It was no surprise to my family that I became a pro cyclist, because my father was not only a good cyclist as well, but also a very good sprinter. But my strong need for activity didn't lead me to the bike immediately. Until I was 13, I did track and field for the SG Motor Arnstadt. My mother had been a high jumper, and I doubt that I inherited her talent. When I finally discovered cycling, I knew: this is my sport!
And why on earth I decided while we were on vacation in the Alps that I absolutely had to have a racing bike, I really don't know, especially since the high mountains have never been my favorite terrain. But my father took to the telephone and on the way home organized a racing bike for me.I can still remember my first ride on that bike. After barely 30 kilometers in a sweltering heat I was exhausted, but proud and happy. I was infected.
Shortly after that I joined the cycling cub RSV Adler Arnstadt, led by Helmut and Jens Böttner. My first real race didn't take place on the road, by the way. Mountain biking was only a training technique for me, my real passion was for road racing. My Arnstadt training group in 2002, under the direction of Erwin Erdmann, also included twin brothers Max and Sebastian May, with whom I later rode on the Thüringer Energie Team. We brought in our first win together and especially with a great team performance at a criterium, and in the next year we won the Thüringen championship title.
But you can't say that I was used to winning from the very beginning. In my first races, especially on the mountain bike, I didn't finish particularly well. That wasn't so important to me, though. I had learned from my father that as long as I had given my all, the final placement didn't really matter. Some of that has stayed with me, even though along the way I had to learn how to give everything and to get the best out of myself. It helps me to deal with losses and to accept when someone is better than me – but it hasn't decreased by ambition and desire to win.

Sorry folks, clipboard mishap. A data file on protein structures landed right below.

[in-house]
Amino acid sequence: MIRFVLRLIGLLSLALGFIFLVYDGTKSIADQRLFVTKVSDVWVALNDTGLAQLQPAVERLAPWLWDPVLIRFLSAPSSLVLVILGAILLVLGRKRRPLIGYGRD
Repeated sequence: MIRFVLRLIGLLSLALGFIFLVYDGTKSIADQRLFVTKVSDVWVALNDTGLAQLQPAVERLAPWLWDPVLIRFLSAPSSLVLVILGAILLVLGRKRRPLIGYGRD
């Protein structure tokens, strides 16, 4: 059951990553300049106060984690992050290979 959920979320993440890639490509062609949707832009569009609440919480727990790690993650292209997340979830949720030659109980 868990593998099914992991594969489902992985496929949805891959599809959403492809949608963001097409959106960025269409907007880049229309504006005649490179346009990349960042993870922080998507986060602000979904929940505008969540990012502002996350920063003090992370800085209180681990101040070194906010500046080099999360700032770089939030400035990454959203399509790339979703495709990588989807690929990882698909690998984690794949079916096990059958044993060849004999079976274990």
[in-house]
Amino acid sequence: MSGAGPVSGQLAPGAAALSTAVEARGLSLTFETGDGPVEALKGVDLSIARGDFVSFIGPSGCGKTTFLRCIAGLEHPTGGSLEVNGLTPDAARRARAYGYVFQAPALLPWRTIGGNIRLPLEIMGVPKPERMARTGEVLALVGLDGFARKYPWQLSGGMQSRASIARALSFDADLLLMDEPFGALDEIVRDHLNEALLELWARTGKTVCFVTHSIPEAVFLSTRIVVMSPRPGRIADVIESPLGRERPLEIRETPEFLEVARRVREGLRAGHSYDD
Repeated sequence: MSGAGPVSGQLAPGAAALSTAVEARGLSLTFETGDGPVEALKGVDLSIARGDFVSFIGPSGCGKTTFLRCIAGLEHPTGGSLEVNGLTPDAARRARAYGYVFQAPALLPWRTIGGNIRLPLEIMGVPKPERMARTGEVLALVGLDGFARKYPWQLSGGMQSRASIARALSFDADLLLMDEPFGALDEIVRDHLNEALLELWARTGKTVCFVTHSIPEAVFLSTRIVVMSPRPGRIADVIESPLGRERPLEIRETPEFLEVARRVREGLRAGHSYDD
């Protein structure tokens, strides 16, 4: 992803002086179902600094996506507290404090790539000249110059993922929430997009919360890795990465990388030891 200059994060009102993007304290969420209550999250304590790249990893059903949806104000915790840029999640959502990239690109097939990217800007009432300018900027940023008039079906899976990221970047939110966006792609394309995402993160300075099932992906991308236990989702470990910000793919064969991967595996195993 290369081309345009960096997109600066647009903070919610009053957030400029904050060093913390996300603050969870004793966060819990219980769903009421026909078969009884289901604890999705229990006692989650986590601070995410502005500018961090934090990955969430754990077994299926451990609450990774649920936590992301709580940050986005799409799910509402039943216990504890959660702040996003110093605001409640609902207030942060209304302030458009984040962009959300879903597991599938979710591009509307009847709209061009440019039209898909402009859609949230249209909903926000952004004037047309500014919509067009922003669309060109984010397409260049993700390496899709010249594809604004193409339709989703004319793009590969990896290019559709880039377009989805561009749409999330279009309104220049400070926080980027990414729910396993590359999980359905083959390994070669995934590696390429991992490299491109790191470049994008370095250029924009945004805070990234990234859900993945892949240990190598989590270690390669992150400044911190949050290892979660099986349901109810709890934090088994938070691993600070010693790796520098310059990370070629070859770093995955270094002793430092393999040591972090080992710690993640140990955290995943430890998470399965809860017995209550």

After entering the Erfurt Sport School, I could train better and co-ordinate my training and school, which led to my victory in the 2005 Junior time trial World Championship. The next year I was even able to repeat the title. Winning it again as the favorite was my best and most emotional success to date.
My time at the Thüringer Energie Team was the most important step on my way to becoming a pro. In my first U23 year I rode the Thüringen Rundfahrt along with Tony Martin and gain important experience. I continued to develop in the team under manager Jörg Werner, and we were also a cohesive and therefore successful team. The Thüringer Energie Team was my stepping stone to the pro ranks, even though my last U23 season was anything but good. After a very good 2009 season, I had a lot of bad luck with injuries and illness in 2010 and couldn't show what I was capable of.
Team Skil-Shimano gave me a chance nevertheless, and I was happy that I could live up to the trust they showed in me in my debut season. I ended the 2011 season with 17 wins, giving me the second-most wins of the year behind Philippe Gilbert. My 2011 season was the most successful season for a neo-pro in the history of cycling.
In 2012 I won 13 UCI races. In my Tour de France debut I had to give up on the fifth stage due to an intestinal infection and knee paid. At the start of the 2013 season I sprinted to the win in the second stage of Paris-Nice for another victory in a World Tour race. In 2013 I won the mass sprint of the first stage of the Tour de France in Bastia on Corsica, and became the 14th German cyclist to wear the yellow jersey. This was for me by far the greatest day of my life. It was followed by three more stage wins, including the final stage with the finish on the Champs-Élysées. Winning on the Champs-Élysées is absolutely awesome. It was a dream come true for me. It was the unbelievable crowning of an even more unbelievable Tour for all of us. Not just the yellow jersey, but also the green and the white, four stage wins and a second place for my teammate John Degenkolb.
The very thought that I was able to repeat this fairytale in 2014, wearing the yellow jersey, and winning a total of four stages, including one in Paris, still gives me goose bumps today. I was accustomed to success, but in 2015 a virus and too quick of a return to racing threw me way back. I could still win a few races, but being denied the participation in the Tour de France lost me the chance to bring in more wins in the Grande Boucle.
I was even more motivated by changing to the team of my friend Tony Martin, Etixx-QuickStep, in which I have been sprint captain since the start of 2016.
Photos: walking through Erfurt | roth-foto.de